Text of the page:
Montreal Mirror wrote:
People tend to be cynical and derisive towards romantic comedies. Personally, I’m a softie and seeing people fall in love on screen always touches me. Then again, I’m aware that most entries in the rom-com genre are derivative and idiotic. But once in a blue moon, you find one that’s surprisingly original and intelligent. Les Aimants is such a film.
After five years abroad, Julie (Isabelle Blais) comes back to Montreal and crashes with her sister Jeanne (Sylvie Moreau), a woman who lies as she breathes. Jeanne is engaged to Noël (David Savard), a workaholic who’s never home, so they communicate through messages they leave on the refrigerator. When Jeanne leaves for a week of adultery with theremin virtuoso Manu (Emmanuel Bilodeau), she asks Julie to cover up for her by responding to Noël’s fridge notes. But Julie decides to get “positive revenge” on her seemingly heartless sister by making the messages she leaves more romantic… Continue reading
Giovanna is a bookeeper in a company which packs chickens. She is married to a man who has a precarious job. First she starts being curious about a young man who lives in the block opposite hers, and then she falls in love with him. The relationship between the two becomes much stronger when she starts to find out more about him from an old man who bursts into their lives. The old man, obsessed with the memories of some things that happened n the long past autumn of 1943, has lost his memory and finds refuge in Giovanna.
“Facing Windows (La Finestra di fronte)” is like a very European and more sophisticated take on “The Notebook,” as it shifts between romantic and culinary past and present through the in-and-out consciousness of an elderly man. The “Rear Window” eroticism is just one element that accidentally brings together tangled, stymied lives swirling around lovely, exhausted, frustrated chef, wife and mother Giovanna Mezzogiorno, where each child, man, woman, friend and neighbor has separate priorities and fantasies that annoying real life interferes with, from the practical to the political. Continue reading
Plot summary from IMDB:
The only thing more outrageous than French novelist George Sand’s torrid love affair with the decadent author Alfred de Musset and her affinity for wearing men’s clothing, was the content of her writing. Though Sand (otherwise known as the Baroness Dudevant) smoked cigars and cross-dressed, it was the boldness of her writing on issues such as the abstinence of marriage and women’s frigidity that most contributed to the scandalous reputation she earned in French literary circles. When she met Alfred de Musset, the most gifted poet of his generation, the two quickly became a public cause celebrity while their work would go on to become some of the finest examples of 19th century romanticism. Continue reading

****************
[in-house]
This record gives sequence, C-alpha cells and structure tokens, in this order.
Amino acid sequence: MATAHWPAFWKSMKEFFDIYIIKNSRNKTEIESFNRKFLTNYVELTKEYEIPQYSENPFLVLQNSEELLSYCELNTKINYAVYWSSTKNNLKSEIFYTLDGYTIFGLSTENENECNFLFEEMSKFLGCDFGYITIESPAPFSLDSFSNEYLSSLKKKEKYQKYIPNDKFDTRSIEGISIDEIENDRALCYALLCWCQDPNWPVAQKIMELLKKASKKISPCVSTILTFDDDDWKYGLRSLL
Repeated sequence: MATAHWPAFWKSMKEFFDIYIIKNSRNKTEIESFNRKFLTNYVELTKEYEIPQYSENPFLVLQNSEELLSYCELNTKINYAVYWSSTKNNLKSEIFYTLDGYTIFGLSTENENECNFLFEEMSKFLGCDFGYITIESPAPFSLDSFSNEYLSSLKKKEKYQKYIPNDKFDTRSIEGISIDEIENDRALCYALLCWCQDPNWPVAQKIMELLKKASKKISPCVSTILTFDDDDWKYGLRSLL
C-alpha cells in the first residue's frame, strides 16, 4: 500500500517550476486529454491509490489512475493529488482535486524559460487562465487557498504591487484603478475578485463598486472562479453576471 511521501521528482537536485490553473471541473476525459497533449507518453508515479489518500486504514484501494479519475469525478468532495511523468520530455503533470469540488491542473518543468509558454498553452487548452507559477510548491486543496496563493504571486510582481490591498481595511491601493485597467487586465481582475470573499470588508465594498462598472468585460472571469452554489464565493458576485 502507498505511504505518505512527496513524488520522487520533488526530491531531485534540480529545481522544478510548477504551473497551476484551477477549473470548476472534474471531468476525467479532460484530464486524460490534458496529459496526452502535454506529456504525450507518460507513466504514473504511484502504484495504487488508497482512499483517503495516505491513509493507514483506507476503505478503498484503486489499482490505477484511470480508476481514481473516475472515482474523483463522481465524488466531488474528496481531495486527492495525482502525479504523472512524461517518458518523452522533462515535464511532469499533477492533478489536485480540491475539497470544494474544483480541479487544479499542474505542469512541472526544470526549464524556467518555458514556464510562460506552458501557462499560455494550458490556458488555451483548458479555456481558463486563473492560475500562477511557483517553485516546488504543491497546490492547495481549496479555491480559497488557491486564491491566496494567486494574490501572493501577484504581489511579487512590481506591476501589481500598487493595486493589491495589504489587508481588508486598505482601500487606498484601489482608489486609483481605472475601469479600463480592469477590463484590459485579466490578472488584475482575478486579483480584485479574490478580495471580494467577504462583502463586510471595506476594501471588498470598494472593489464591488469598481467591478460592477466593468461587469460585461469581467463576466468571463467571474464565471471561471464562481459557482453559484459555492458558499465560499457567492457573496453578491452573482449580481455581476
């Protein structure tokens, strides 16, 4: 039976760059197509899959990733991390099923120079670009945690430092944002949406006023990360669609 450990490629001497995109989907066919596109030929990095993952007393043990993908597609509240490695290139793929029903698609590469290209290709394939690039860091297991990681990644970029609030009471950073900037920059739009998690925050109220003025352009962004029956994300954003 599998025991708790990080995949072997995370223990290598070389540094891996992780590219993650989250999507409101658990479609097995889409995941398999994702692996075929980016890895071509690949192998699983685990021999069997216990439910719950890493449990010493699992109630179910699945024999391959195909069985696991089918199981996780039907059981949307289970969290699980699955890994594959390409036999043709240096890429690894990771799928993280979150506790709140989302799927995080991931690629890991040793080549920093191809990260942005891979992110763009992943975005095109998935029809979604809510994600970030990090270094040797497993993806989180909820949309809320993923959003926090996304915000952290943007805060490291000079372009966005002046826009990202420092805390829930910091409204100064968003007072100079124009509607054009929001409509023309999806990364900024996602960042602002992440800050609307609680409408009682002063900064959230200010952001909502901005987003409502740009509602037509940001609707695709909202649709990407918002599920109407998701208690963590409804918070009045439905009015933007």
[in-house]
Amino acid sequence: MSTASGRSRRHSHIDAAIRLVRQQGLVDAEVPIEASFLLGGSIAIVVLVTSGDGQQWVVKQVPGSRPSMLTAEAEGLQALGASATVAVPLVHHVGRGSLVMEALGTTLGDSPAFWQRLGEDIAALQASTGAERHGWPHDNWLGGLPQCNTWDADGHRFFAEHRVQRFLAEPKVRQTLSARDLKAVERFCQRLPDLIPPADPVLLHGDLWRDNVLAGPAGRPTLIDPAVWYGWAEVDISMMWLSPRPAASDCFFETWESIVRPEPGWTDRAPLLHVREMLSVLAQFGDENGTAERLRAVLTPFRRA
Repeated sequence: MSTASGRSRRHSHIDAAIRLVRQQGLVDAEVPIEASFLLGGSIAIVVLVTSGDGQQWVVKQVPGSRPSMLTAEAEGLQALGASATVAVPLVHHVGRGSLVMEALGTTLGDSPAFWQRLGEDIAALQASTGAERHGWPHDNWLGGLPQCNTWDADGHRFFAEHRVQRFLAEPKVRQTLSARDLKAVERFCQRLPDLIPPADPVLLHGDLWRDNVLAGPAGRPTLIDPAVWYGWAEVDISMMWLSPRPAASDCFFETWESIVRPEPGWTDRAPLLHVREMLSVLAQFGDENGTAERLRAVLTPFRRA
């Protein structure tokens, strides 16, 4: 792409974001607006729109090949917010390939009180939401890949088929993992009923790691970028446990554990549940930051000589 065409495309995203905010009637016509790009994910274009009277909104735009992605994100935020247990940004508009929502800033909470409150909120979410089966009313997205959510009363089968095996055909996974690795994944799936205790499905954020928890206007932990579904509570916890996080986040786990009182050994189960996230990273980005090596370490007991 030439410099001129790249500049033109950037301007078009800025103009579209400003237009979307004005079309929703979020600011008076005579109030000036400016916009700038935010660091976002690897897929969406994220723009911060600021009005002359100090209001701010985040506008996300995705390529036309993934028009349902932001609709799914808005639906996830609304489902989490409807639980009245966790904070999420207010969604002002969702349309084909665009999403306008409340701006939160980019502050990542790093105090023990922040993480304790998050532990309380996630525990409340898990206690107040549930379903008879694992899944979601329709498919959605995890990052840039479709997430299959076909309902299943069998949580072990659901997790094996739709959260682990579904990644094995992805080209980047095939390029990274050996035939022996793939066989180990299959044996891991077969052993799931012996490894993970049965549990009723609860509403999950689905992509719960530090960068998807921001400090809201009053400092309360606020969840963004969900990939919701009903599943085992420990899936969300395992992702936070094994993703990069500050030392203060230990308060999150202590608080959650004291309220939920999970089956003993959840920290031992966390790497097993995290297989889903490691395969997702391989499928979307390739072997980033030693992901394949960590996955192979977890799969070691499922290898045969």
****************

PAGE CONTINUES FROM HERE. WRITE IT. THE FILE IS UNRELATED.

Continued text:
Ivan Bibic returns to his Pittsburgh PA suburb after surviving a Japanse POW camp, causing regular nightmares. All the time he remained faithfully devoted to his childhood love, fellow ethnic Yugoslavian virgin Maria Bosic. She dates him again, thus ruining a virtual engagement to captain Al Griselli. Against Ivan’s dad’s advice, they get married. But Ivan became psychologically impotent, feels unworthy of her and starts wondering, even looking for another girl. Meanwhile slick guitar-and-song-busker Clarence Butts moves in to South-Western PA, and seduces Maria. Continue reading
Tomoyo Harada is an average student in high school. She has an old friend Toshinori Omi who goes to the same school, and Ryoichi Takayanagi who is also her classmate, but is not quite the old friend she thinks he is. One day after a routine cleaning of the school’s chem lab, she starts to experience a time warp in her life where she experiences the same event multiple times. Quite by accident, she is getting drawn into the plan that came from the future. She soon discovers why she is experiencing the time warp. Continue reading
Plot Synopsis by Hal Erickson
Of the many films (English and American) bearing the title Carnival, only one was based on the Compton MacKenzie novel of the same name. This 1946 melodrama stars Sally Gray as a 19th century ballet dancer who makes an unfortunate career move by marrying a taciturn Cornish farmer (Bernard Miles). Sally soon longs for the bright lights of the big city, and for the arms of her artist lover (Michael Wilding). Her husband is all too aware of this; and when the lover comes calling to renew the affair, the husband shoots Gray to death. The first film version of Compton MacKenzie’s Carnival was filmed in 1931 as Dance Pretty Lady. Continue reading
Coskun (Oguz Tunc;), who grew up in an orphanage, has been in love with the very famous film star Derya Altinay (Turkan Soray) all of his life. His only purpose in life is to meet her one day and write a film script for her. He is so much in love with her that he believes that he lives with the two film characters which she performed in her old movies. However these two old characters do not want him to write an original script for Derya Altinay as they will be forgotten when a new character is created. So, they start an emotional war to prevent him from writing his script. Written by Zeki Giritli Continue reading